“Love and Pomegranates,” by Dr. Mohammad Abolfazli

The Torah and the Qur’an both call pomegranates the fruit of heaven, and some schol- ars think that it was a pomegranate rather than an apple in the Garden of Eden. There is archeological evidence of pomegranate cultivation in ancient Egypt 4,000 years ago.

The most nutrition can be derived from pomegranates if you juice them whole in the blender including the red outer skin and the white membranes inside, as well as the red fruit. Although the taste is very strong and pungent, this is the way to gain the maximum nutritional benefit. The red skin has lycopene, which is anti-carcinogenic, especially for breast and prostate glands according to a seven-year study completed at Stanford University. The skin is also high in iron, phosphorus, and vitamin C, and has bactericidal properties as well as de-worming and anti-constipational effects.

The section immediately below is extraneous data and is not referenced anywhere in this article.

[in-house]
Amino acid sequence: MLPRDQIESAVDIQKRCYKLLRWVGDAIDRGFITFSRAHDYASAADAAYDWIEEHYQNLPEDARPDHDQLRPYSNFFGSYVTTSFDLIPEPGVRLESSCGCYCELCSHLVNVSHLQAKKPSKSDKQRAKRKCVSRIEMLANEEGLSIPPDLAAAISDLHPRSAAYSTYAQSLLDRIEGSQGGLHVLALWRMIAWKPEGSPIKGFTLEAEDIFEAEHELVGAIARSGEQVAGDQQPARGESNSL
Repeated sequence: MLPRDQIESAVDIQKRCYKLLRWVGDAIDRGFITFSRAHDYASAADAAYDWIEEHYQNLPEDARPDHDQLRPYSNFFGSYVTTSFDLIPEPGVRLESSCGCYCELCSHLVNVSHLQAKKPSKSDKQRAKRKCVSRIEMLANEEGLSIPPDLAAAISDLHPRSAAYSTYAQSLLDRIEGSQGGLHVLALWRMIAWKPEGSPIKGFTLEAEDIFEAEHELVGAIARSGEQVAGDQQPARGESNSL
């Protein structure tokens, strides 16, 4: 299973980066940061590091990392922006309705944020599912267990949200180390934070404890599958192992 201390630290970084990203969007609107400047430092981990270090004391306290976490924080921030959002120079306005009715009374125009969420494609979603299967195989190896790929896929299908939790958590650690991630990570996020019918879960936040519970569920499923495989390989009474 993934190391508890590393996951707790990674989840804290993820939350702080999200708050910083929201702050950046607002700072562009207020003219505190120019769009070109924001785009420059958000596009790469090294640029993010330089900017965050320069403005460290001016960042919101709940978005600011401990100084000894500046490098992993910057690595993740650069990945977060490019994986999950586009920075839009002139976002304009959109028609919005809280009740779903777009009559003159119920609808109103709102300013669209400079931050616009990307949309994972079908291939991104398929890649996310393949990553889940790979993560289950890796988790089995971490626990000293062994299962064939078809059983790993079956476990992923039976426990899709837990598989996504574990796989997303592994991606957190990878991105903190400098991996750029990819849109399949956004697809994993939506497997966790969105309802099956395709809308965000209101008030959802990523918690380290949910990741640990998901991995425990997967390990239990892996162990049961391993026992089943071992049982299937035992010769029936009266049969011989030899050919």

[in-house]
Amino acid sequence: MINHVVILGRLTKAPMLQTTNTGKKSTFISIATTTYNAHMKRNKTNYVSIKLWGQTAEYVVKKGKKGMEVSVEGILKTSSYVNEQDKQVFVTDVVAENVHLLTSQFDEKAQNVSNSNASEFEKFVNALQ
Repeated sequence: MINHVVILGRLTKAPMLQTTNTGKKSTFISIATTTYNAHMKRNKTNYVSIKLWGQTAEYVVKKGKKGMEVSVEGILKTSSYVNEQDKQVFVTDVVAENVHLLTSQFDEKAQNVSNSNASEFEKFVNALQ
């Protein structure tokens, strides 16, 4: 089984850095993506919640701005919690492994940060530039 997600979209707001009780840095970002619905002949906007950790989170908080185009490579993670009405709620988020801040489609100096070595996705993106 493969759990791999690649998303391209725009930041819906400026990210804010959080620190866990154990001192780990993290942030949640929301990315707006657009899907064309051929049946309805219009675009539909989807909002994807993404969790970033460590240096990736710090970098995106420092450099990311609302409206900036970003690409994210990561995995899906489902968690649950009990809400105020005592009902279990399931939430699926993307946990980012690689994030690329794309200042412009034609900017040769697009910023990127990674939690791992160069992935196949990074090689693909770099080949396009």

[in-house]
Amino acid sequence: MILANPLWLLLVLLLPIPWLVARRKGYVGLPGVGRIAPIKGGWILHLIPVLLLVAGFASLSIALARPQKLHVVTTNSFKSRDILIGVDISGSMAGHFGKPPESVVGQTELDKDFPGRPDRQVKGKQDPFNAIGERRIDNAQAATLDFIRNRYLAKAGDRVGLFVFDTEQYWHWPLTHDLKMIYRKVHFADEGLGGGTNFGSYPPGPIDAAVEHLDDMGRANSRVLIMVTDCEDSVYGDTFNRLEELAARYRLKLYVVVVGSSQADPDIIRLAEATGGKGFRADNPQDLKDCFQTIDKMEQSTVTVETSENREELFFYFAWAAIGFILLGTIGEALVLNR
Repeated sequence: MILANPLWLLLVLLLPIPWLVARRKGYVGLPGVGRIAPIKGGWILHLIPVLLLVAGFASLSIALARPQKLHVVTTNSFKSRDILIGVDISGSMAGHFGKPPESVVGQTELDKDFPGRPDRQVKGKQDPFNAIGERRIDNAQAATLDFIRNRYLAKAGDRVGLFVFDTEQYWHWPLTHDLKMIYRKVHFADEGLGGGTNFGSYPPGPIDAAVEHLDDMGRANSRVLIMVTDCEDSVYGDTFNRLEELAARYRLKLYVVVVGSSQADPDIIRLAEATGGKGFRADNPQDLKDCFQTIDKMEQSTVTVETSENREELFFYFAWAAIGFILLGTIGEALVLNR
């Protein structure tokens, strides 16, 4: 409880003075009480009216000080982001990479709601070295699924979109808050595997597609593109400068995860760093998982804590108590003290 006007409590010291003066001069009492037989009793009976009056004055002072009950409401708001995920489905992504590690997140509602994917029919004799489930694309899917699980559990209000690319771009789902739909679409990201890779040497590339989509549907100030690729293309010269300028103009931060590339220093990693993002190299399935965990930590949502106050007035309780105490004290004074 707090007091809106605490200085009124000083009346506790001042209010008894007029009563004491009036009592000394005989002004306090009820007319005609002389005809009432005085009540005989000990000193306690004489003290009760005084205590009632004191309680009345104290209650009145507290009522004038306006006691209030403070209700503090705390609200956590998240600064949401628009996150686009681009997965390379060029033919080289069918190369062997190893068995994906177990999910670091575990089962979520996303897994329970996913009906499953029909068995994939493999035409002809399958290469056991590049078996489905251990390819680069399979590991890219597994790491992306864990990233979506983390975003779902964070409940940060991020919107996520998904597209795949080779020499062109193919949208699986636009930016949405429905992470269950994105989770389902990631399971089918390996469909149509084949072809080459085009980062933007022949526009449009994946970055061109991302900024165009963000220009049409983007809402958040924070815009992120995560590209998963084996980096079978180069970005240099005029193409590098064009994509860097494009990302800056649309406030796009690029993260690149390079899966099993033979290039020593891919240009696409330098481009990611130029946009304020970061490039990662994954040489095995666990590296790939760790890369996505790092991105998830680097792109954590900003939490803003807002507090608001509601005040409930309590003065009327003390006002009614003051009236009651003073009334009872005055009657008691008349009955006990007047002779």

The seeds sweep the intestines clean. Pomegranates purify the blood and help with fertility for both genders, which is why in Iran bowls of pomegranates are offered as wedding presents.

Pomegranates are good for the heart, they reduce cholesterol and lower blood pressure, and they are also a good antidepressant. One of the reasons Iranians make a paste called fesenjoon served with entrées in winter is to combat depression, because it boosts serotonin. So between helping fertility, acting as an anti-depressant, and rumors that it was the fruit of knowledge in Eden, “Love and Pomegranates” is an appropriate connection.


About the Writer

Mohammad Abolfazli was born in Iran and is a renowned expert in Nutrition Science. He completed his Masters degree at California State University Hayward, and his Ph.D. education from Westbrook University. He is a former athlete and model (for companies like Levi’s) and currently hosts several popular TV programs (in Persian) on natural nutri- tion and healthy lifestyle. He lives in Northern California with his wife and family.